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For more than 90 years, World Learning has equipped individuals and institutions to address the world’s most pressing problems. We believe that, working together with our partners, we can change this world for the better.
On my travels, I’ve had the opportunity to meet with many of those who have joined us in this mission. In Baghdad, we’ve trained more than 2,300 Iraqi youth who are already giving back at home. In London, our partners in the TAAP Initiative strongly believe that we are all responsible to practice inclusion. And in Vermont, our Experiment in International Living and School for International Training participants prove every day that they have the tools and the determination to change the world.
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Publication Date: August 24, 2015
Publication Location: WASHINGTON
Contact: Kathryn Schoenberger | [email protected]
World Learning congratulates SIT Graduate Institute’s Washington, DC Center class of 2015, a group of leaders ready to put their knowledge and skills in development into practice to make meaningful contributions to the field.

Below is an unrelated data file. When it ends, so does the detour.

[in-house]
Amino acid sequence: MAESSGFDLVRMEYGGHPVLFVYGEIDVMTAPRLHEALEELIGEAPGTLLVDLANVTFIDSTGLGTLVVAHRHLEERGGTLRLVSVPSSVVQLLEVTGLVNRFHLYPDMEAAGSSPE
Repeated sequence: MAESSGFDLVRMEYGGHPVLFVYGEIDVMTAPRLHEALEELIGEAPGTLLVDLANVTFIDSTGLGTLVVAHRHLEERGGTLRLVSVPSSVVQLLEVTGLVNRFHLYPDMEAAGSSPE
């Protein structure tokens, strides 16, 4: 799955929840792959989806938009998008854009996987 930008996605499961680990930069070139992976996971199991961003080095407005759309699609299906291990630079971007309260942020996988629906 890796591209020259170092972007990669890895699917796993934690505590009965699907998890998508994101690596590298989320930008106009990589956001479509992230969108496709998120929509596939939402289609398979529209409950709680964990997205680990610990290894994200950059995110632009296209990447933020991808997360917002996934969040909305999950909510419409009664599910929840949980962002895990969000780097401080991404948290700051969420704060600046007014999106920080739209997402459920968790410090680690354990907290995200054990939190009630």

An August 22 ceremony at the National Presbyterian Church honored this year’s 29 graduates with master’s degrees in sustainable development and featured a keynote address from Rajiv Shah, distinguished fellow at Georgetown University’s School of Foreign Service and former administrator of the U.S. Agency for International Development.
During the celebration, President and CEO Donald Steinberg, World Learning Board Chair Thomas Hiatt, Vice Provost for Graduate Education and Dean of SIT Graduate Institute Daniel Cantor Yalowitz, Dean of Students Michael Smallis, Academic Director of SIT Graduate Institute’s DC Center Deborah Robinson, and Associate Professor Davina Durgana presented the graduates with their diplomas. The ceremony also recognized CARE-Ethiopia as an outstanding practicum partner.
In his address, Shah told the graduates they are entering the field “at a time when the possibilities have never been brighter,” and are part of a “movement” that has the chance to end scourges like polio and subsistence poverty within the next few decades. He added this process will not only impact the world, but also the graduates themselves.
“When you dedicate your life to changing the world, to serving the least fortunate, what I’ve learned is the thing that changes most is yourself,” Shah said.